Consumer Reports recently found that EVs from the 2021-2023 model years encountered nearly 80% more problems than did vehicles propelled by internal combustion engines.
"This story is really one of growing pains," claims Jake Fisher, senior director of auto testing at Consumer Reports. "It's a story of just working out the bugs and the kinks of new technology."
But Larry Behrens of Power the Future points out that the technology is not young enough for that to be said about it.
"Joe Biden tried to push them when he was vice president, but this notion that they're trying to work out the bugs and the kinks is a notion that is absolutely false," he submits. "They're trying to pretend that this failing industry and this failing product that Joe Biden is pushing is workable for Americans, and the fact of the matter is it just isn't."
Last month, AFN reported that after a period of rapid growth, sales of all-electric models in the U.S. had plateaued to around 100,000 a month for the past year and a half.
Around the same time, Ford Motor Co. announced that due to slowing sales growth, it would scale back the size of its proposed electric vehicle battery factory size, cutting the number of planned jobs by about one third to 1,700 from 2,500. The annual battery cell output will drop from enough for 400,000 vehicles per year to about 230,000.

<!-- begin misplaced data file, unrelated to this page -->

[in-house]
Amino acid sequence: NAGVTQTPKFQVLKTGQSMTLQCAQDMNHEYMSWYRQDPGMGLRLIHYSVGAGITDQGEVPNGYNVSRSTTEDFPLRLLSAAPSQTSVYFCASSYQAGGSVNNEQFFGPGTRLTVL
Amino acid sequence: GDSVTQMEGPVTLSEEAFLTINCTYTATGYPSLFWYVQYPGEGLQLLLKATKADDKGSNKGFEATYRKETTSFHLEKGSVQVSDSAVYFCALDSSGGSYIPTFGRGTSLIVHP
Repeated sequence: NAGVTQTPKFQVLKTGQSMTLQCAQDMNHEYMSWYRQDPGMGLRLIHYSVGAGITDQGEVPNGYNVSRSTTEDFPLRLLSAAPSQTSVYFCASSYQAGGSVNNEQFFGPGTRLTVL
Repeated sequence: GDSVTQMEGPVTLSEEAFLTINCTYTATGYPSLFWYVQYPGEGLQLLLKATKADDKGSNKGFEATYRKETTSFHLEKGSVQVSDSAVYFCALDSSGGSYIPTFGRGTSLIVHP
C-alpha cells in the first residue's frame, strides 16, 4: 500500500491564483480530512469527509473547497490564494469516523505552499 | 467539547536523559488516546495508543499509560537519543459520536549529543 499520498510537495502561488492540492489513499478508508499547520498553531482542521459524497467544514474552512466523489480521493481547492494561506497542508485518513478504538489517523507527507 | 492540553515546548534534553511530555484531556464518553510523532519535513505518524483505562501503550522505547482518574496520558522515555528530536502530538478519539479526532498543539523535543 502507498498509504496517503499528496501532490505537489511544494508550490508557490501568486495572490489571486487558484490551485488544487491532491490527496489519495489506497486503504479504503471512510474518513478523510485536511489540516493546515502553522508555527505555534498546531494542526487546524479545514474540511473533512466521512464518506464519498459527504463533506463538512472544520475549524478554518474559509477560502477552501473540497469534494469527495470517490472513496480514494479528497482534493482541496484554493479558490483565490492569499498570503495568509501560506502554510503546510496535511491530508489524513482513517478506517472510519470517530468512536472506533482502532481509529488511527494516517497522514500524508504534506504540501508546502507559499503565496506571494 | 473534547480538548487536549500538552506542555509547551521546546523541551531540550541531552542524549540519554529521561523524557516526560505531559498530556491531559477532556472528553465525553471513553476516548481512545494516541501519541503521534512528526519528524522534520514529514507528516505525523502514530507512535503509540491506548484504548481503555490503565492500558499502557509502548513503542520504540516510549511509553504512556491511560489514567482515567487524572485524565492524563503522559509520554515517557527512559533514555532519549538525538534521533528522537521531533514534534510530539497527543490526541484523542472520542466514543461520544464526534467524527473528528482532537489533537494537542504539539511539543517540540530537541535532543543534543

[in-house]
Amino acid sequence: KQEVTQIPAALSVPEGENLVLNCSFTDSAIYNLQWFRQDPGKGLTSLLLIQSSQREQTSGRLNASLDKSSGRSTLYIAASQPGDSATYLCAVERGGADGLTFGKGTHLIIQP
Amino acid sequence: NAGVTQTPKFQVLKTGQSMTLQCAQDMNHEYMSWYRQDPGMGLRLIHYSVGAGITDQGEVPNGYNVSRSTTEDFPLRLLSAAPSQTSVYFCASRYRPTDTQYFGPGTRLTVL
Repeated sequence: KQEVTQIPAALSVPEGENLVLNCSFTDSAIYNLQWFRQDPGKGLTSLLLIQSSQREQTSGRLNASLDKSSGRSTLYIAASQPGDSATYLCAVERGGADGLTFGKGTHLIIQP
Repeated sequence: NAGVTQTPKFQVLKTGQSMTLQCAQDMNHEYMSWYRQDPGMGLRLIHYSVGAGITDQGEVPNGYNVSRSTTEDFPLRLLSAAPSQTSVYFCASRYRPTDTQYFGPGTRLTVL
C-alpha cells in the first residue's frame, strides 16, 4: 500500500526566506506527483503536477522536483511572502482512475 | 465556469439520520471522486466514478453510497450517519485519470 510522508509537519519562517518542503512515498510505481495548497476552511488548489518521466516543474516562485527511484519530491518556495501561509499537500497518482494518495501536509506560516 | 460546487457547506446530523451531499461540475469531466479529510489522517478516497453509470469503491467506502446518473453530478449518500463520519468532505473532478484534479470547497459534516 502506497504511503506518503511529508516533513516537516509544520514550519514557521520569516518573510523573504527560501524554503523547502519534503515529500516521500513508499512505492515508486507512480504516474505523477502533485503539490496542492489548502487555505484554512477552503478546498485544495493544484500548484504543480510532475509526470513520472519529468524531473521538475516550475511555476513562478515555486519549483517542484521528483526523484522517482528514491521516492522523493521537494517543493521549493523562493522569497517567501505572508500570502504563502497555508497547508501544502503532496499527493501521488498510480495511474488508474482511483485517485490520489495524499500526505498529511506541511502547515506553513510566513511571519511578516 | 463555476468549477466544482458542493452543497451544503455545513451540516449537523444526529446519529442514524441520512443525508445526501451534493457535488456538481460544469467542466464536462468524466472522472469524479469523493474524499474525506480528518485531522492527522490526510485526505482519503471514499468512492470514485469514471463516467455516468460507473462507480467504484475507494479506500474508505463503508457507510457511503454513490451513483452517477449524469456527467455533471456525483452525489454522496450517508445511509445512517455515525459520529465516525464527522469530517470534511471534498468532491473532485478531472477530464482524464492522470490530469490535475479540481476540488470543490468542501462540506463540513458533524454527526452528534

Car dealers say they cannot get rid of the vehicles because Americans are concerned about the price of EVs, the lack of charging stations, and long charging times. Meanwhile, the federal government is offering a "clean vehicle tax credit" for people who purchase an EV, and the Biden administration has been working to install more charging stations throughout the country.
"Electric vehicles are sitting on car dealership lots an average of over 100 days, which is more than double what their internal combustion cars are sitting on the lots for," Behrens reports. "Keep in mind this is in the economy that Joe Biden has created, where interest rates are through the roof. So, even in those conditions, internal combustion cars are the cars Americans want."
He concludes that Americans "just aren't buying it" EVs – "literally and figuratively."